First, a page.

Think That iPhone Isn't A Corporate Security Risk?
If so, you had better think again. Researchers have shown how the passwords on the iPhone can be revealed in less than six minutes.
If so, you had better think again. Researchers have shown how the passwords on the iPhone can be revealed in less than six minutes.Security managers and CIOs alike have enough to worry about when it comes to securing mobile devices. They certainly didn't need to learn that many of the passwords stored on an iPhone can be had in about half the time it takes to hard boil an egg.
But that's exactly what researchers in Germany just disclosed, and it's raising eyebrows. The cracking technique requires attackers have physical access to the device. Considering how many mobile devices are lost every year, that's not much consolation in this case.
These researchers conducted their attack against an iPhone 4 (not jailbroken) equipped with the most recent firmware. iPads are susceptible, too. Researchers said. The passwords recovered are those used for wifi networks, some applications (depending on how they were programmed) as well as the password credentials to e-mail and VPNs.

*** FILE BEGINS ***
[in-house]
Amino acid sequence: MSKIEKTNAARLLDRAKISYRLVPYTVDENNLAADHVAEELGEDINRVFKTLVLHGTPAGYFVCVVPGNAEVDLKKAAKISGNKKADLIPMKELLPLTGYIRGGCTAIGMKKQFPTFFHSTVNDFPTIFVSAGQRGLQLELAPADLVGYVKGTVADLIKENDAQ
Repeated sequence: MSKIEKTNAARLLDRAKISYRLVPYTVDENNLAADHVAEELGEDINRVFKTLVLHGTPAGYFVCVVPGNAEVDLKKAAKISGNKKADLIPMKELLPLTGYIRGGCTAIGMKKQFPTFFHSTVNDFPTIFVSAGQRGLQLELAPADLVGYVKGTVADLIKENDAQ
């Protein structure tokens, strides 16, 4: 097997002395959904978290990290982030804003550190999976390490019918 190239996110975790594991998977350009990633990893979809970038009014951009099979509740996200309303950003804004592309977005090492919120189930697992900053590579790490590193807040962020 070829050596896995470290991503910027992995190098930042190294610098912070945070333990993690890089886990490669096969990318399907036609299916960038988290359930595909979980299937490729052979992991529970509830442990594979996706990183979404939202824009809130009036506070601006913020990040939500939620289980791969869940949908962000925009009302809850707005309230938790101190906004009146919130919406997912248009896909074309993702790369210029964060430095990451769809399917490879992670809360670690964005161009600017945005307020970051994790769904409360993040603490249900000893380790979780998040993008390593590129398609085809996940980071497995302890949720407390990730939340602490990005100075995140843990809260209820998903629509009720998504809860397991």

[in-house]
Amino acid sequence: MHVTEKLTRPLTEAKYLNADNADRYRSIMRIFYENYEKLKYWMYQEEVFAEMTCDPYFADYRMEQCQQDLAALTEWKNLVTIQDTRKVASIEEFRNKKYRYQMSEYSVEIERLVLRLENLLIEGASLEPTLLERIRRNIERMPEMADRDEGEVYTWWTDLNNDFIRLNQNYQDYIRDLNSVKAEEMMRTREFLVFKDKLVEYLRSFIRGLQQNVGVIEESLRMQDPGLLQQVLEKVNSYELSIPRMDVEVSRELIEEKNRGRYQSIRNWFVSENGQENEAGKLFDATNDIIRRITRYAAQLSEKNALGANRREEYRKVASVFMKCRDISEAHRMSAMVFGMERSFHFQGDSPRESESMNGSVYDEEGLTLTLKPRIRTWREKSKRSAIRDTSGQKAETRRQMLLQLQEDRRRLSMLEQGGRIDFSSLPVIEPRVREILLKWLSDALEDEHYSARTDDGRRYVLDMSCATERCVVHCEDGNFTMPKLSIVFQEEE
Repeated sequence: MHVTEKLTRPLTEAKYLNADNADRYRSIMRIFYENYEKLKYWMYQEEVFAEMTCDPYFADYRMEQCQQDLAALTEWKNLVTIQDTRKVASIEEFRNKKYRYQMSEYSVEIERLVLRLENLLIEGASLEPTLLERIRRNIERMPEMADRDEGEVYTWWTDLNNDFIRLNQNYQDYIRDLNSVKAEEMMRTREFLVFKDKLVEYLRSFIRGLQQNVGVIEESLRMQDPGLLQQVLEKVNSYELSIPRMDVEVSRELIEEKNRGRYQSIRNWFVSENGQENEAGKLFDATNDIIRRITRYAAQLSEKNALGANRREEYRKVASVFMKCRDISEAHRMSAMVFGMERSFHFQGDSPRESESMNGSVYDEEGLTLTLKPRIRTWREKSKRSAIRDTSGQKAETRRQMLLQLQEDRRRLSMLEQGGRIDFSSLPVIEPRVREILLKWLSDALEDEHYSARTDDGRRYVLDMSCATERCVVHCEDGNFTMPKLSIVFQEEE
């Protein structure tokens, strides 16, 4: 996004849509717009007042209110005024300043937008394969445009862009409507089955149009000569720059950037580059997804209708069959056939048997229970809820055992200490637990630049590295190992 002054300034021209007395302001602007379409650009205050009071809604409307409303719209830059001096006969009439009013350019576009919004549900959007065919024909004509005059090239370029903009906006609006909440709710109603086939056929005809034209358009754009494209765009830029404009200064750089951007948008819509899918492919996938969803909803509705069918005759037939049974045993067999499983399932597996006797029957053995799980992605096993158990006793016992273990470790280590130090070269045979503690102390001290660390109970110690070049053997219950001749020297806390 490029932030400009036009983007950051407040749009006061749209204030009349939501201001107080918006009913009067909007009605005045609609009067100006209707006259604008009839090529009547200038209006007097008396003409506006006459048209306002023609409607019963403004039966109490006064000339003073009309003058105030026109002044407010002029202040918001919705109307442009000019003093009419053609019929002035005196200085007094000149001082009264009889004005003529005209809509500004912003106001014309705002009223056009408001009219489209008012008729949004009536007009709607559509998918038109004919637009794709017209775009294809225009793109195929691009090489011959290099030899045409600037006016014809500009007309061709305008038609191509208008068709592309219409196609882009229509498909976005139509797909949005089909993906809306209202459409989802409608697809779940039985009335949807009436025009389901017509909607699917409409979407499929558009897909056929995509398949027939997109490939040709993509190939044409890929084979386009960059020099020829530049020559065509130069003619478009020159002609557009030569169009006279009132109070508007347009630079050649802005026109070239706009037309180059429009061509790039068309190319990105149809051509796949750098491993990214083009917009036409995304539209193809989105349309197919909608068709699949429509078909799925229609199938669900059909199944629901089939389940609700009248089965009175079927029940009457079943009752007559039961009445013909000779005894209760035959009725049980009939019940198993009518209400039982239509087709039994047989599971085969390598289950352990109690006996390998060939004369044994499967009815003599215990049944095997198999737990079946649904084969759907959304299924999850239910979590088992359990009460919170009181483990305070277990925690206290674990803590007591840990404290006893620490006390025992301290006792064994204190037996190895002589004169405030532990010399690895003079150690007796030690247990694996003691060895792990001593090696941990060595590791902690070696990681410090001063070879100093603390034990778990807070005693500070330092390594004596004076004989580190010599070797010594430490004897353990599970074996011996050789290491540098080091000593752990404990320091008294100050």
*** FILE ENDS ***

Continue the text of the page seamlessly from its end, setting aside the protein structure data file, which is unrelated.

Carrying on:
Here's a video demonstration:
The tools and techniques needed to conduct the necessary jailbreak and file access are widely available. What this team did was figure out how to extract the actual passwords.
The researchers' full paper, Lost iPhone? Lost Passwords! Practical Consideration of iOS Device Encryption Security is available here in .pdf format.
For my security and technology observations throughout the day, find me on Twitter.
Published: 2014-07-22 Multiple cross-site scripting (XSS) vulnerabilities in the web UI in Sophos Anti-Virus for Linux before 9.6.1 allow local users to inject arbitrary web script or HTML via the (1) newListList:ExcludeFileOnExpression, (2) newListList:ExcludeFilesystems, or (3) newListList:ExcludeMountPaths parameter t...
Published: 2014-07-22 Elasticsearch Logstash 1.0.14 through 1.4.x before 1.4.2 allows remote attackers to execute arbitrary commands via a crafted event in (1) zabbix.rb or (2) nagios_nsca.rb in outputs/.
Published: 2014-07-22 Gitlist before 0.5.0 allows remote attackers to execute arbitrary commands via shell metacharacters in the file name in the URI of a request for a (1) blame, (2) file, or (3) stats page, as demonstrated by requests to blame/master/, master/, and stats/master/.
Published: 2014-07-22 The ssl_decrypt_buf function in library/ssl_tls.c in PolarSSL before 1.2.11 and 1.3.x before 1.3.8 allows remote attackers to cause a denial of service (crash) via vectors related to the GCM ciphersuites, as demonstrated using the Codenomicon Defensics toolkit.